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Morning Telegraph Co. v. City of New York

Supreme Court of New York, Appellate Division

June 4, 1909

MORNING TELEGRAPH CO.
v.
CITY OF NEW YORK.

Appeal from Trial Term, New York County.

Action by the Morning Telegraph Company against the City of New York. From a judgment in the Trial Term for plaintiff upon a directed verdict ( 61 Misc. 511, 115 N.Y.Supp. 549), defendant appeals. Affirmed.

[117 N.Y.S. 497] Theodore Connoly, for appellant.

Ernest W. Marlow (Thomas W. Churchill, on the brief), for respondent.

Argued before PATTERSON, P. J., and INGRAHAM, LAUGHLIN, CLARKE, and SCOTT, JJ.

INGRAHAM, J.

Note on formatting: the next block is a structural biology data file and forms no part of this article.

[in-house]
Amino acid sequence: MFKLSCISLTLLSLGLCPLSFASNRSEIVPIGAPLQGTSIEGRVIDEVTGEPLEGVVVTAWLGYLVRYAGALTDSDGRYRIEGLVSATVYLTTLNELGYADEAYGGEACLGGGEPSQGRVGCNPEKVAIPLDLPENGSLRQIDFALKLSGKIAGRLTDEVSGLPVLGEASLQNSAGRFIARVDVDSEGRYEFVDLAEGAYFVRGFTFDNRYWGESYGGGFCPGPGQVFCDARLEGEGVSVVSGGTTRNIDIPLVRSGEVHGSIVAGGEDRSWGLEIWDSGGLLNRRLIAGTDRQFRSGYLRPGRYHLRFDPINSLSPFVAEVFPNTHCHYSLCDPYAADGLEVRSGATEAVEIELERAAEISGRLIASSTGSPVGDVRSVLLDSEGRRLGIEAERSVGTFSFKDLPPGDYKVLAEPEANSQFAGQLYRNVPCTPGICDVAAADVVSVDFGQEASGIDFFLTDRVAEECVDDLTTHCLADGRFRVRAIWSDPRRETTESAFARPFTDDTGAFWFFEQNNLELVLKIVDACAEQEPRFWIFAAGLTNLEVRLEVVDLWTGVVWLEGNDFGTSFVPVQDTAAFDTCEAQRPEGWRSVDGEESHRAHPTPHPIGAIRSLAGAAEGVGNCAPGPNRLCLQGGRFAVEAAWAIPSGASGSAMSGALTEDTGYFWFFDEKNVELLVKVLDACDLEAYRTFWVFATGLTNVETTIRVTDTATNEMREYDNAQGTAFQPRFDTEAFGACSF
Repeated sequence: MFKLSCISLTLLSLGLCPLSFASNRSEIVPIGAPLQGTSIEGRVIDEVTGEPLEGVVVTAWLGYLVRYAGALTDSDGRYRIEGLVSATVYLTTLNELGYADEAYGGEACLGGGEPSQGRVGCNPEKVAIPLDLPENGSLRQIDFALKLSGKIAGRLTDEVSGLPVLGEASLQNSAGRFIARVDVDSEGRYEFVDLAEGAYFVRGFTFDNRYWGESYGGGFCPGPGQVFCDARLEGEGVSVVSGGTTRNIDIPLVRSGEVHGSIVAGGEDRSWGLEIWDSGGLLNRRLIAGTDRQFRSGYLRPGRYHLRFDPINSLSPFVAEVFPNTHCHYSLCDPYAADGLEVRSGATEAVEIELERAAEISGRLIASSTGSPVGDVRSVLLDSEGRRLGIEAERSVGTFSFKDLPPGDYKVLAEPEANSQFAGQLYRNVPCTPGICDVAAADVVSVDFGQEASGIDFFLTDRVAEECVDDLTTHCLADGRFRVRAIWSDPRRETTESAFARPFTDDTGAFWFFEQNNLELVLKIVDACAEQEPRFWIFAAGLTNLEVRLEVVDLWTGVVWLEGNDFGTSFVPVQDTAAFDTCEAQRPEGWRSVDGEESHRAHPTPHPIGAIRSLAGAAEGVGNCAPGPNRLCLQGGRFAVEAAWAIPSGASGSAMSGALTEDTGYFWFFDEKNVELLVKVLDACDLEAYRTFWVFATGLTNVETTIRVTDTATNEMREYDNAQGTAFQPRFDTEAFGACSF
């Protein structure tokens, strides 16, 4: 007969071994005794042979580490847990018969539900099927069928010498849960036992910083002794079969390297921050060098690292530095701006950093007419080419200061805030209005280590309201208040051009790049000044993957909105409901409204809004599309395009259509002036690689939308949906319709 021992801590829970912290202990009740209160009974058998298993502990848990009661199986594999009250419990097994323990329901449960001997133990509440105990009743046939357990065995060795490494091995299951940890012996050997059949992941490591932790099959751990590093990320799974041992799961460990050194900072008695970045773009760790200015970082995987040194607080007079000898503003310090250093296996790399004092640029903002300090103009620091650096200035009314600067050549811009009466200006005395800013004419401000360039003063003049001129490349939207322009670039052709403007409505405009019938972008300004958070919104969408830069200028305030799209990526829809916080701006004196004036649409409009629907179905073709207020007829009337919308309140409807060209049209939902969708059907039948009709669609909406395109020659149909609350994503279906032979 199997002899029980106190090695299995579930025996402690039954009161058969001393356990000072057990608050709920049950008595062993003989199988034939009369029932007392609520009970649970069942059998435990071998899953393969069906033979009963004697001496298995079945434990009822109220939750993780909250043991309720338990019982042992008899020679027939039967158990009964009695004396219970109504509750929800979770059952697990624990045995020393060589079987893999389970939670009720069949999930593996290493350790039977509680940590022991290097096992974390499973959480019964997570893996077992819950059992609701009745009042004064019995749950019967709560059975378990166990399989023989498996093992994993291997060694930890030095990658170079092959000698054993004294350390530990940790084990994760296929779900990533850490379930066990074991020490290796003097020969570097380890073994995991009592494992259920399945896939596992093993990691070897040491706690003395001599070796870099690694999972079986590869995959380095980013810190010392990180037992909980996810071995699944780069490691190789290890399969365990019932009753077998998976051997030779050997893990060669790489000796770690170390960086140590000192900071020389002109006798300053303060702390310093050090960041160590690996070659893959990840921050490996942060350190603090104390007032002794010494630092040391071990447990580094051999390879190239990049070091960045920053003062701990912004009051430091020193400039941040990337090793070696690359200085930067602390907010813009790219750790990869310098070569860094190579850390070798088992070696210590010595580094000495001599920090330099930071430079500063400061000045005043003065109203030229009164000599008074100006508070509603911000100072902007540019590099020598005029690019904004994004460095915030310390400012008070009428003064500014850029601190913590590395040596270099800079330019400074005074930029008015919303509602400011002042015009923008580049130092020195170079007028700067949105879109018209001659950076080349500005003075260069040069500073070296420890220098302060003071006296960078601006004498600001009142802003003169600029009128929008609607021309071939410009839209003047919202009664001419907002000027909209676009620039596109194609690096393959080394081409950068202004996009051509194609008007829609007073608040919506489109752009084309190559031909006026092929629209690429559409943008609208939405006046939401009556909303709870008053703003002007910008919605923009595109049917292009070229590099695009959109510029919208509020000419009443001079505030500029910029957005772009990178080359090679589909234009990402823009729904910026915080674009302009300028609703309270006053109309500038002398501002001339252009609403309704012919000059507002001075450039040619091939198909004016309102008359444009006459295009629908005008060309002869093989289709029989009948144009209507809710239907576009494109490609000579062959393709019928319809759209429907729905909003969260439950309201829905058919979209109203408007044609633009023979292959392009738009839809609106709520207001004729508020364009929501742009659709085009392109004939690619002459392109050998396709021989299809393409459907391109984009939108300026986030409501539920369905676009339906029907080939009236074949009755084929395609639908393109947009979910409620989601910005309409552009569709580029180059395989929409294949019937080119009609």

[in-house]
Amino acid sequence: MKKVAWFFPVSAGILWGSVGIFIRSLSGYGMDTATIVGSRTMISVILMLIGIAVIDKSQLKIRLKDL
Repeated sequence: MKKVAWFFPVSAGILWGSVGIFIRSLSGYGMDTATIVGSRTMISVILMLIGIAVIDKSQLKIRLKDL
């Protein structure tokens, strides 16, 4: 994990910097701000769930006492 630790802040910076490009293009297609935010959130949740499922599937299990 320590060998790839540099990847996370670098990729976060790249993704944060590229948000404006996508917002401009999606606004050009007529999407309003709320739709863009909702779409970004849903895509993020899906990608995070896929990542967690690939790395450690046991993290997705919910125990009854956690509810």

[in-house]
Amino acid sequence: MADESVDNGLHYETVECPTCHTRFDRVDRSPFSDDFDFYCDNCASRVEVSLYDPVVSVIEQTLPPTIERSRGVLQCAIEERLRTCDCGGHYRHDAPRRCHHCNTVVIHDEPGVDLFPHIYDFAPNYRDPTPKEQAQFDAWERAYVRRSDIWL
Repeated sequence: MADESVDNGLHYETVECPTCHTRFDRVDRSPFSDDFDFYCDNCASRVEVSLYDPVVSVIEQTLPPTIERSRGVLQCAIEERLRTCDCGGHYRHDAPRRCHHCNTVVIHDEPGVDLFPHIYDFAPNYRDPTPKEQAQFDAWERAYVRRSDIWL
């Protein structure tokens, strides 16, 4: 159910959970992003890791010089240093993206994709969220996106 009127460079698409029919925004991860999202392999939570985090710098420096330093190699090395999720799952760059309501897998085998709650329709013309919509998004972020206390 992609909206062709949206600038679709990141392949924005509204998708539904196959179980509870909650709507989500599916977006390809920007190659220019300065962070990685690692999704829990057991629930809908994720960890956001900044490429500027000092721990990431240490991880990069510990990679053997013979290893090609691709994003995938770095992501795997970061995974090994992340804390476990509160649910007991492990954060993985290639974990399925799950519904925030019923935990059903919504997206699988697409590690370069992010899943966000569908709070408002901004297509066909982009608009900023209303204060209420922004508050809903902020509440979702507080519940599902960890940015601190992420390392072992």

This case was tried upon an agreed statement of facts. No question of law was presented, and the court directed a verdict for the plaintiff. The plaintiff is the publisher of a morning newspaper known as the Morning Telegraph. The first publication of the election notices for the election of 1906 required to be published by the election law (section 10, c. 909, p. 899, Laws 1896, as amended by section 1, c. 259, p. 553, Laws 1906) was on October 7, 1906. On the 4th of October, 1906, the Board of Election of the city of New York designated the World, the Sun, the Times, and the Staats-Zeitung as the four newspapers advocating the principles of the Democratic party to publish such election notices, and delivered to each of those newspapers notice of the adoption of the resolution, fixing the price to be paid for the publication, and indicating the days upon which the same was required to be published. In pursuance of this resolution, such newspapers published the election notices required by the election law, for which the defendant paid the amounts charged for such publication. Subsequent to this designation, an application was made to the Supreme Court by one Thomas C. Quinn, alleging that the newspapers designated by the Board of Election did not support the Democratic candidate for Governor at the election, and therefore were not eligible to be designated as newspapers advocating the principles of the Democratic party under section 10 of the election law, and asked for a mandamus requiring the Board of Election to reconvene and designate four daily newspapers, in which were to be printed the general election notices in the borough of Manhattan, city of New York, that advocated the election of William R. Hearst as the candidate of the Democratic party for Governor. That application having been granted, the Board of Election met in pursuance thereof on the 8th day of October, 1906, rescinded the resolution appointing the World, Times, Sun, and Staats-Zeitung, and, pursuant to the commands of the Supreme Court, designated four other daily newspapers, one of which was the plaintiff, and notice of that resolution was given to the plaintiff, which thereupon published the election notices as required by section 10 of the election law. An appeal was taken from the order granting a peremptory mandamus to this court, which subsequently reversed the order of the Special Term granting the mandamus, and directed that a mandamus issue requiring the Board of Election to publish the notices required by the election law in four daily newspapers published in the borough of Manhattan which advocated the principles [117 N.Y.S. 498] of the Democratic party, whereupon, on the 13th of November, 1906, after the notices had been published by both sets of newspapers, the Board of Election adopted a resolution reciting the action of the board on the 4th of October, 1906, designating the New York Times, the Staats-Zeitung, the Sun, and the World, the granting of the mandamus by the Supreme Court, the resolution passed on the 8th of October, 1906, rescinding that resolution, and designating the plaintiff and three other newspapers to publish said election notices, and the reversal of that order by this court, and thereupon rescinded the resolution of October 8, 1906, which designated the plaintiff and three other newspapers, readopted, ratified, and confirmed as of October 4, 1906, the resolution designating the Sun, the World, the New York Times, and the Staats-Zeitung as the newspapers to publish such election notices, and designated these last-named papers under the provisions of section 10 of the election law. The plaintiff thereafter presented a claim for the charges for its publications to the comptroller, who refused to pay the same, and this action was brought. The court disallowed the claim of the plaintiff for two publications of these notices prior to the adoption of the resolution of October 8, 1906, but awarded the plaintiff judgment for the publications subsequent to such designation. From the judgment entered upon such verdict the defendant appeals.